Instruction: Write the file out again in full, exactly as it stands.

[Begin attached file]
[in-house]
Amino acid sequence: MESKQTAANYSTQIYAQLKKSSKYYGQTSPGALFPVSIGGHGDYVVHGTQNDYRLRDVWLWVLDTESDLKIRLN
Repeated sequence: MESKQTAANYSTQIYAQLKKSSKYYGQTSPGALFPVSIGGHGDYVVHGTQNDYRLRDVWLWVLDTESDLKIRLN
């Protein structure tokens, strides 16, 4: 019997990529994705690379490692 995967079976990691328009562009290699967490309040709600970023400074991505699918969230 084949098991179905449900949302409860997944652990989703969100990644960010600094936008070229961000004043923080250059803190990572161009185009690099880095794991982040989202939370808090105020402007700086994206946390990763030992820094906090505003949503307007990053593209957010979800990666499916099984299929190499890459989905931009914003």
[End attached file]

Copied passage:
[in-house]
Amino acid sequence: MESKQTAANYSTQIYAQLKKSSKYYGQTSPGALFPVSIGGHGDYVVHGTQNDYRLRDVWLWVLDTESDLKIRLN
Repeated sequence: MESKQTAANYSTQIYAQLKKSSKYYGQTSPGALFPVSIGGHGDYVVHGTQNDYRLRDVWLWVLDTESDLKIRLN
């Protein structure tokens, strides 16, 4: 019997990529994705690379490692 995967079976990691328009562009290699967490309040709600970023400074991505699918969230 084949098991179905449900949302409860997944652990989703969100990644960010600094936008070229961000004043923080250059803190990572161009185009690099880095794991982040989202939370808090105020402007700086994206946390990763030992820094906090505003949503307007990053593209957010979800990666499916099984299929190499890459989905931009914003």